Since we had a group of six, we had the chance to try a variety of items. The best of the appetizers (which were overall better than the entrées) included the deviled eggs with chorizo (rich and spicy); lump crab salad with endive and remoulade (very fresh, generous serving of crab, but the sauce, thankfully served on the side, overpowered the crab); and duck balls (moist and nicely flavorful). The two salads sampled — the house salad and caesar — were acceptable. The sweet potato soup du jour was flavorful but too sweet.
On to the entrées… The highest praise went to the sautéed flounder and duck legs. Four of us tried the menu offering that included a choice of grilled chicken, fish, or meat, a side dish, and a sauce. There were a lot of choices, reasonably priced (in the $20’s or thereabouts). Our picks (salmon, lamb sirloin, beef tenderloin, and leg of lamb) were all fine but a little bland. The salmon was the best of the four. The tenderloin and lamb sirloin were overcooked. The sides were o’kay but no standouts; the mashed potatoes were dry and the brocollini was missing the billed horseradish.
We ordered three desserts — bread pudding, chocolate layer cake, and apple cobbler. The chocolate cake was nothing more than ordinary, easily a taste you could create from a Betty Crocker box mix. The apple cobbler needed more gooey sugar and spice in the filling, and the pastry topping was dry.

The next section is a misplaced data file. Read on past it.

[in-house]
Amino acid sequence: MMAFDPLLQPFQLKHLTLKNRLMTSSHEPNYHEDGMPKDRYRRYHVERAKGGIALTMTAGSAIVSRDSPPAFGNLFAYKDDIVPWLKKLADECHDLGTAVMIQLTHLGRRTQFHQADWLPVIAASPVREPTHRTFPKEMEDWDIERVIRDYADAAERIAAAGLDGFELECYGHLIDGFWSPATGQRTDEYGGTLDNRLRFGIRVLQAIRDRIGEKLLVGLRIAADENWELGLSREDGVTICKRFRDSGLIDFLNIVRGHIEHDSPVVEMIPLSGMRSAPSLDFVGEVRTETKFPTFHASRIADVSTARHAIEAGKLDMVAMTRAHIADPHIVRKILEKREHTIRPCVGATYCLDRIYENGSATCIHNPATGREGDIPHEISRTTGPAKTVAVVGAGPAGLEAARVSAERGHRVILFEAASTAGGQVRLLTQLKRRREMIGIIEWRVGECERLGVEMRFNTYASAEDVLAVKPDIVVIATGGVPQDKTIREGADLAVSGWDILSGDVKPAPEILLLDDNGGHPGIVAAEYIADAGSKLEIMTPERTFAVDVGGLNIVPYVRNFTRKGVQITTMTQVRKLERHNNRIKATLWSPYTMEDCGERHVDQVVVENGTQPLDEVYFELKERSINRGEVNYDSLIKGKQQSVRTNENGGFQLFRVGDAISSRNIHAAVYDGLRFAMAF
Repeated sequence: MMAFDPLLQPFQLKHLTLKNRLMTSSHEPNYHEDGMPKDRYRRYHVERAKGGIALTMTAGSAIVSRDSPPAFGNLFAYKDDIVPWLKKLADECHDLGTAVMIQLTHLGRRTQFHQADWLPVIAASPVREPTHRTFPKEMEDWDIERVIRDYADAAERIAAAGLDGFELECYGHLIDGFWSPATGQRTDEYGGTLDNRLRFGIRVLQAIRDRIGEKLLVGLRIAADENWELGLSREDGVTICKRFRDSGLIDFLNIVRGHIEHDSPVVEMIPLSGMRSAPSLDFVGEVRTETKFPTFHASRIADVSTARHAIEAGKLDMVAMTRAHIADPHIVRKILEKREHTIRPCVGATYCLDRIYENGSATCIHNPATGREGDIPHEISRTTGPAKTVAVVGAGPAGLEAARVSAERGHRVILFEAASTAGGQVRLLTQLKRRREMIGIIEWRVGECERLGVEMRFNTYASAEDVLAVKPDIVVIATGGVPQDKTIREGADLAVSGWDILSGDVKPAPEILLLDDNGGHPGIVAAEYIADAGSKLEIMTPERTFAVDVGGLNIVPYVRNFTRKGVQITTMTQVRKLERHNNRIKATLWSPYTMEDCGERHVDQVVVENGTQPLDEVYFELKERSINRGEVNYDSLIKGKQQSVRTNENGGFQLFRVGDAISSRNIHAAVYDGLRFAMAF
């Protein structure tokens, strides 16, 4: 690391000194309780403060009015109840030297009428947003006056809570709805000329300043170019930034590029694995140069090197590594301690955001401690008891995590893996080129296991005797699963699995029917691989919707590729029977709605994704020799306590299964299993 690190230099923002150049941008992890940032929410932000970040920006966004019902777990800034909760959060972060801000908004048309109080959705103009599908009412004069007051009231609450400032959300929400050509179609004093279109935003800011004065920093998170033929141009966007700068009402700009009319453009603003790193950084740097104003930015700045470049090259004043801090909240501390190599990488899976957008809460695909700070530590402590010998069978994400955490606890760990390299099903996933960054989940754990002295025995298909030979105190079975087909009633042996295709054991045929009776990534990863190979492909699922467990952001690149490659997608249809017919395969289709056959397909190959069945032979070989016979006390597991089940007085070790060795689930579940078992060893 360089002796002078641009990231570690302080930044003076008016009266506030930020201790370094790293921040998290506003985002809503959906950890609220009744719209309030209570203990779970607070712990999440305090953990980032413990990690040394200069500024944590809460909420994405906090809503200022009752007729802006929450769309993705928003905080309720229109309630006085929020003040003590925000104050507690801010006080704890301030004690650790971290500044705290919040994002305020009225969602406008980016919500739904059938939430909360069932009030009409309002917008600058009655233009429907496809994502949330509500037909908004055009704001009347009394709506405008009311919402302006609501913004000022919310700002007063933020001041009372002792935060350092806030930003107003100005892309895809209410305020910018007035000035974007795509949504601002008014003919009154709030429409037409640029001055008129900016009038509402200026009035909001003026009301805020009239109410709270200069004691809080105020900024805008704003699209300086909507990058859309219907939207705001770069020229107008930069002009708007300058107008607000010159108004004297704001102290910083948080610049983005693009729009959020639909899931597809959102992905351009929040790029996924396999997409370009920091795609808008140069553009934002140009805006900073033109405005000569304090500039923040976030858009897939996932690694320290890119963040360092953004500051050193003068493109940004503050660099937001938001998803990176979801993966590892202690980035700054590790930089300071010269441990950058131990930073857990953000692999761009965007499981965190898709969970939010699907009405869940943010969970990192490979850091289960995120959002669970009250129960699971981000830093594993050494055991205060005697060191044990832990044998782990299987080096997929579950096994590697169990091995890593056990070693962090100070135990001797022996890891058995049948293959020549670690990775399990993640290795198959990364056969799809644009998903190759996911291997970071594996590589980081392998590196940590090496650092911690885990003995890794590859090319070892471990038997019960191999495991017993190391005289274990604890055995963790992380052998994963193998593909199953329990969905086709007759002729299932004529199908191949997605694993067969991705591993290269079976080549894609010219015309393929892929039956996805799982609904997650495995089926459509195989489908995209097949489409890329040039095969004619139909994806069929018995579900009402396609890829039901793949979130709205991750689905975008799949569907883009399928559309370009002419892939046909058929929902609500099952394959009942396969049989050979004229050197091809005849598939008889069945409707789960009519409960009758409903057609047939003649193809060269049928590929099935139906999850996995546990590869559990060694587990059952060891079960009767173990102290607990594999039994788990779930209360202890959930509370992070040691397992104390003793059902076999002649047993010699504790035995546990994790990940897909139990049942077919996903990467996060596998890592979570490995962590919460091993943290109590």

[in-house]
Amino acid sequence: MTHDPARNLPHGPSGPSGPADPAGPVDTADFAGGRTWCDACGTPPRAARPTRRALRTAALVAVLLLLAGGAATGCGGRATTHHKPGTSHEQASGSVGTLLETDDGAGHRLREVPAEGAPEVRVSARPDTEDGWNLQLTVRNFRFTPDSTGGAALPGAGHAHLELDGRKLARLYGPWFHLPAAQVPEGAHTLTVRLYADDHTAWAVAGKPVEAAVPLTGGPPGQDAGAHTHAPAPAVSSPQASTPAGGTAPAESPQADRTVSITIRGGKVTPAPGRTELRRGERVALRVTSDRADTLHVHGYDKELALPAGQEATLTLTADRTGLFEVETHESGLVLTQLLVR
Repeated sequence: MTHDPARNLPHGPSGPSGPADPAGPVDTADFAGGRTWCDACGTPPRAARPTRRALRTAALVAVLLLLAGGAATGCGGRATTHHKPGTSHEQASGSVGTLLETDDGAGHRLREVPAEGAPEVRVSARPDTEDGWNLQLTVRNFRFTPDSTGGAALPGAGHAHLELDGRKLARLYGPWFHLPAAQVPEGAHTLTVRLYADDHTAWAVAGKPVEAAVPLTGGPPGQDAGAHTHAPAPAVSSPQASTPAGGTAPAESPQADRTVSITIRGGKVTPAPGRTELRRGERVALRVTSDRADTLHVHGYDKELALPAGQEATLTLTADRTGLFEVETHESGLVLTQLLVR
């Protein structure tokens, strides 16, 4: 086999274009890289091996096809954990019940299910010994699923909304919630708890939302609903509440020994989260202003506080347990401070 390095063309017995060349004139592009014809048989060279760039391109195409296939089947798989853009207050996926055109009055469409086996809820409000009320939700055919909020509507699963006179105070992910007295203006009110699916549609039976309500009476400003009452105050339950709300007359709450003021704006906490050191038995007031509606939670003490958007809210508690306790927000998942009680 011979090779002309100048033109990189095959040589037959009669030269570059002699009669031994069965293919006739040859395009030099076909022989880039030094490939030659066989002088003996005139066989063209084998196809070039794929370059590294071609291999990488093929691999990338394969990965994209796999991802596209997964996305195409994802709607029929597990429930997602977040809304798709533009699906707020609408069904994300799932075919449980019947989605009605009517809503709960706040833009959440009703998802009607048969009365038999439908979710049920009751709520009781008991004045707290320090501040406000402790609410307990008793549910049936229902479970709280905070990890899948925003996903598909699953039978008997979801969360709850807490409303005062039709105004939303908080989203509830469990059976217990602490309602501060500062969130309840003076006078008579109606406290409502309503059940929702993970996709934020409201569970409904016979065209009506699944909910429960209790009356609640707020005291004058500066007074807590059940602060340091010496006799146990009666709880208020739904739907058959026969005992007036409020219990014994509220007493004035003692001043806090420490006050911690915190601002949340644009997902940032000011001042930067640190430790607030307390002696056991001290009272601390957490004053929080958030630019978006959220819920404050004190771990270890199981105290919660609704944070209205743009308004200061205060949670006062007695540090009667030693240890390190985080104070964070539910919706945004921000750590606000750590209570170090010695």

Service was a little shaky, which is unfortunate since a 20% gratuity was automatically added to our bill. Our waiter seemed new. Noticeable lapses included not refilling soft drinks and forgetting the coffee with dessert. But, the place was hopping and, to the restaurant’s credit, the food came out hot and fresh. A note about the wine. There are a lot of choices by the glass and the pour is quite generous. It seems an appetizer and glass of wine in The Treehouse may be the way to go with this place. But be prepared for the $7 valet parking charge, with typical downtown surface parking lot options nearby.
1611 Lamar Street
Three words: Expensive Train Wreck
We wouldn’t bother with any other comments, except the chef at Bohemia is Alberto Baffoni, the original chef/owner of Simposio, which opened a number of years ago to rave reviews, including from the national press. Not sure where he disappeared over the years, but he lost his mojo. He’s back at a far Houston location, with limited resources, poor quality ingredients, and a hodgepodge menu of Italian and Eastern European dishes that are priced comparably to Houston’s finest restaurants. To add to the ethnic mix, there’s belly dancing on Fridays and Saturdays, although not until 10:30 when we doubt there are any diners, given there were only three tables full when we arrived at 8:00 on a recent Saturday night.
The decor is tacky. The food was disastrous. And the service was sincere but inept, starting with the bartender (and self proclaimed sommelier) who poured our Chianti by announcing that he hoped we were ordering meat since that was the only thing you could eat with a Chianti. Actually, we drink red wine with everything, and we were ordering seafood. He volunteered that Chianti was too “big” for him, and that he was really a fan of the Barolos, Barberas and Brunellos. Go figure.